Why Strict Cabinet Succession is Always Bad Policy: A Response to Jack Goldsmith and Ben Miller-Gootnick
Seth Barrett Tillman, Why Strict Cabinet Succession Is Always Bad Policy: A Response to Jack Goldsmith and Ben Miller-Gootnick, HARV. NAT’L SEC. J. ONLINE, Apr. 8, 2020
Seth Barrett Tillman, Why Strict Cabinet Succession Is Always Bad Policy: A Response to Jack Goldsmith and Ben Miller-Gootnick, New Reform Club (Apr. 3, 2020, 2:44 AM)
5 Pages Posted: 13 Apr 2020 Last revised: 14 Apr 2020
Date Written: April 18, 2020
In their Lawfare post, Jack Goldsmith and Ben Miller-Gootnick put forward the traditional argument that legislative officer succession, as permitted by the Presidential Succession Act of 1947, leads to undesirable and destabilizing changes in party control. Quoting a report of the Continuity in Government Commission, Goldsmith and Miller-Gootnick wrote:
[A] “political zealot might seek to change the party in the executive branch with a single attack,” or a “freak accident might lead to a sudden change in party” that controlled the presidency. [The report] added that “if a Congressional leader not from the President’s party were to assume the presidency, it could lead to a destabilizing change of party for the federal government.” As a result of these factors, the commission recommended (among other things) removing congressional leaders from the statutory line of succession.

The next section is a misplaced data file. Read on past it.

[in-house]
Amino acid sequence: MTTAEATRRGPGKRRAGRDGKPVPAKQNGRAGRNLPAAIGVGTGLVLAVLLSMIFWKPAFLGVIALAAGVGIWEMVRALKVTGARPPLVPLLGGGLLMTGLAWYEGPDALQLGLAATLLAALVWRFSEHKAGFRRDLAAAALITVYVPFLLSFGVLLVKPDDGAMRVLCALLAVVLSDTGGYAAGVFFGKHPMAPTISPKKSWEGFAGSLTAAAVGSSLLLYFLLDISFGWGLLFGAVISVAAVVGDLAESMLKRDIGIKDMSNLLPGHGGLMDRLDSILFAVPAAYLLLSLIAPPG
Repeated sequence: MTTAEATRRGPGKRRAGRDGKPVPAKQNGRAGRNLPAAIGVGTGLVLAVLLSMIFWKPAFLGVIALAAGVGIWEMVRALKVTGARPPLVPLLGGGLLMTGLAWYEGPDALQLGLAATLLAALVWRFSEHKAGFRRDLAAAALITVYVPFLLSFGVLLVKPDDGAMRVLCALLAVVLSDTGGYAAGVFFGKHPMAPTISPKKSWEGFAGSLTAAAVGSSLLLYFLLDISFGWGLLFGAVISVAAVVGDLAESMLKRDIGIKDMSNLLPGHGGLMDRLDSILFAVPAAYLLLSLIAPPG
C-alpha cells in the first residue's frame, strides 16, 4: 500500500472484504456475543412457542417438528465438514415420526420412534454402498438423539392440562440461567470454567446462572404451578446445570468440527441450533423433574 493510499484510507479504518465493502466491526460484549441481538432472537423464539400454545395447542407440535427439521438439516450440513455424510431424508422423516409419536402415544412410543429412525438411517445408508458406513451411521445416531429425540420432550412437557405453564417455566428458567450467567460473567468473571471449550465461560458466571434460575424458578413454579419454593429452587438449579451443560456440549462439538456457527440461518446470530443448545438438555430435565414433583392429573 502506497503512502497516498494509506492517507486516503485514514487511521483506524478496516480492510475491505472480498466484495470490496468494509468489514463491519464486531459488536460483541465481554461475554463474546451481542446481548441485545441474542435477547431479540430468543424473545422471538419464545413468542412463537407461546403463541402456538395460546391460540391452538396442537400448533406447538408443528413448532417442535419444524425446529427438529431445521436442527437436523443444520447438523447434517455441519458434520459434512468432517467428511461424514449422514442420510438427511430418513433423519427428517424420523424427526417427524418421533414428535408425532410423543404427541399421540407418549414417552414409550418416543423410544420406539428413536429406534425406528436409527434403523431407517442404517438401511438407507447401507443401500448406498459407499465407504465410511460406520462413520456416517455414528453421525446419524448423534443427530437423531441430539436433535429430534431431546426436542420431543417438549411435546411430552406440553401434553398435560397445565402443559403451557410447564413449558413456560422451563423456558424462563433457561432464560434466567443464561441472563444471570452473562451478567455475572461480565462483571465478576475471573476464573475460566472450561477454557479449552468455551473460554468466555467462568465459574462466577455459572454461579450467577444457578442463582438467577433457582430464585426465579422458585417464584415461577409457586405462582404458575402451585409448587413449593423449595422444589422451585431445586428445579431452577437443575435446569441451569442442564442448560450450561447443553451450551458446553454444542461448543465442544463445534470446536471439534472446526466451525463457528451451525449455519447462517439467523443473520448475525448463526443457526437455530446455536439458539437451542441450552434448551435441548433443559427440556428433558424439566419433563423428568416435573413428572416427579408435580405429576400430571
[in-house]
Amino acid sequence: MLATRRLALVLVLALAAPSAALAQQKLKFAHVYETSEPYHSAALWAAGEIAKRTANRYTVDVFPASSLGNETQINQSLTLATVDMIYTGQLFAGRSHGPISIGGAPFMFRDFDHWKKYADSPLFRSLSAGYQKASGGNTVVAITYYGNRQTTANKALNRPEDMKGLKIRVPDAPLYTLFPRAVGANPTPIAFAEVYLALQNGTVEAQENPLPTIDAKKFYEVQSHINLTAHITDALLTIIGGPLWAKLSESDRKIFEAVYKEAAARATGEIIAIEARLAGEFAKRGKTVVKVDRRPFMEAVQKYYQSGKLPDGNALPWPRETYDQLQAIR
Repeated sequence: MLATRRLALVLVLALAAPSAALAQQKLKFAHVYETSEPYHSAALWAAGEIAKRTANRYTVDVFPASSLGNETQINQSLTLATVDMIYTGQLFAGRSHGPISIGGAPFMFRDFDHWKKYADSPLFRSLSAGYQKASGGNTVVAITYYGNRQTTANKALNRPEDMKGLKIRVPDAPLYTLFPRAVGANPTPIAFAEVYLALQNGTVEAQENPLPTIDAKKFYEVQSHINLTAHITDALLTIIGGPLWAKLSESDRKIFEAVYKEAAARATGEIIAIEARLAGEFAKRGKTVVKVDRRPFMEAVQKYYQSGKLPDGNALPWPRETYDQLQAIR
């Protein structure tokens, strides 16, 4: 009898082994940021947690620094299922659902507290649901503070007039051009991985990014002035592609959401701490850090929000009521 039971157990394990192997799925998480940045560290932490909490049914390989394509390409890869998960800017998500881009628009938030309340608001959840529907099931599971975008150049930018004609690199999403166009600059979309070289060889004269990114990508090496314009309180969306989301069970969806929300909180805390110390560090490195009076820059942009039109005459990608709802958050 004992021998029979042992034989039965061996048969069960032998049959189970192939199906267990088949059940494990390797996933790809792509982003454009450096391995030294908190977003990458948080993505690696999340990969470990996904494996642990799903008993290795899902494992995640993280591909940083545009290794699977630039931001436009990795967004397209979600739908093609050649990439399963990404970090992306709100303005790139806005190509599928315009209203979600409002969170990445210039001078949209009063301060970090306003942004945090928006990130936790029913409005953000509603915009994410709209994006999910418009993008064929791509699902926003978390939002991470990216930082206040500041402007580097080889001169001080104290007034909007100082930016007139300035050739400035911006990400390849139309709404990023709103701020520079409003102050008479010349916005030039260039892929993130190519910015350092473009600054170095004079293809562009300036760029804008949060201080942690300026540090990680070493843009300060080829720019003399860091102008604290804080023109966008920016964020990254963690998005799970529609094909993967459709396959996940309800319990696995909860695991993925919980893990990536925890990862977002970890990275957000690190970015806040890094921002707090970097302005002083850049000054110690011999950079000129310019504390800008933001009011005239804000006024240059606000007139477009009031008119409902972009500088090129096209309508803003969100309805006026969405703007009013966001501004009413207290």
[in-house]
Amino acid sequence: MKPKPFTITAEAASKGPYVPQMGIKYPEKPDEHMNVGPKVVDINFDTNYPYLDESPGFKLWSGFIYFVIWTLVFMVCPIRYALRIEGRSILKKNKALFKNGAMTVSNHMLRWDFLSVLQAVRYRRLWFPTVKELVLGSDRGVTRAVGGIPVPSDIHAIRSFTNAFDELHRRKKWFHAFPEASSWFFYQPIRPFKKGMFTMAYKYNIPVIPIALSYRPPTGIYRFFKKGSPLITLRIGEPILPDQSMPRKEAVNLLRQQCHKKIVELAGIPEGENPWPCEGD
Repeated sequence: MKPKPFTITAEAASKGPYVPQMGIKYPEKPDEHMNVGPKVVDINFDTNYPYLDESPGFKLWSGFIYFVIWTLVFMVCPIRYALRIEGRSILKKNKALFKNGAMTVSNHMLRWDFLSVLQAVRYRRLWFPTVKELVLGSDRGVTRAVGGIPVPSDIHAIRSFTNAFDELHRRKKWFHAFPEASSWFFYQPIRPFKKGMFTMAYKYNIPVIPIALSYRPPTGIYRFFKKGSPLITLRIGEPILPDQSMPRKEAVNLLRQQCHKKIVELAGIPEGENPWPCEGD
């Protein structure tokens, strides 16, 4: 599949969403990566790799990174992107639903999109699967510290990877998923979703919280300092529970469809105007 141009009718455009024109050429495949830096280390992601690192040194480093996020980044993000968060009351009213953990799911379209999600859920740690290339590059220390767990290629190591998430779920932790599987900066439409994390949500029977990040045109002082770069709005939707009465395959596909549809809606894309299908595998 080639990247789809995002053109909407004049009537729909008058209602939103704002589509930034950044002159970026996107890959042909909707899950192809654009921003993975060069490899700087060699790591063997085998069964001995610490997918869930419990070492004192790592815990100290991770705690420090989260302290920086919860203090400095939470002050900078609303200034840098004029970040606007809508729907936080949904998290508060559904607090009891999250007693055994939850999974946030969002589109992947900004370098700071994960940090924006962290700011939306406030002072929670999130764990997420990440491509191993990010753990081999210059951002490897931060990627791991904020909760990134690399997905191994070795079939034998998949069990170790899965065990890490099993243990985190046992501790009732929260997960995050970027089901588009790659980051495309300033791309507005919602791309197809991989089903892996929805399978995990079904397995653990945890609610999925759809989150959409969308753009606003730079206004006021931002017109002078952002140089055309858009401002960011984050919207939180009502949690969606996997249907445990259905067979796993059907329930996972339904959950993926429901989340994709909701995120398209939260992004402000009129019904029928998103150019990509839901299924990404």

This is the long-standing policy objection which is put forward against both the 1947 Act and its 1792 predecessor. My limited goal here is to illustrate why that policy objection is wrong; in fact, it is dangerously misguided.
I offer this as a compromise and partial solution: keep legislative officer succession—but append it to the end of the line of succession, following cabinet succession. Furthermore, cabinet members should only succeed and be allowed to retain the presidency during the term of the President which appointed them. I suggest that would capture the best of both succession regimes: cabinet officer succession and legislative officer succession. I am not the first person to suggest a solution along these lines. In 2004, in testimony before a House of Representatives committee, Professor Akhil Amar, who is the nation’s most prominent academic opponent of legislative officer succession, stated:
I do think in very, very highly unusual situations where you really try to have Cabinet succession, officer succession, and everyone’s gone, I think only a real constitutional zealot, maybe without good judgment, would say you can’t have congressional leaders in that circumstance because the Constitution really isn’t a suicide pact, and so I think I appreciate sort of the prudence involved there.
I agree with Professor Amar. The only difference between Professor Amar’s position and my own is what he characterizes as “highly unusual situations” is, in my view, the world that we live in. That is the world which should animate our policy-makers. And that has been our world since Hiroshima, 9/11, and COVID-19.
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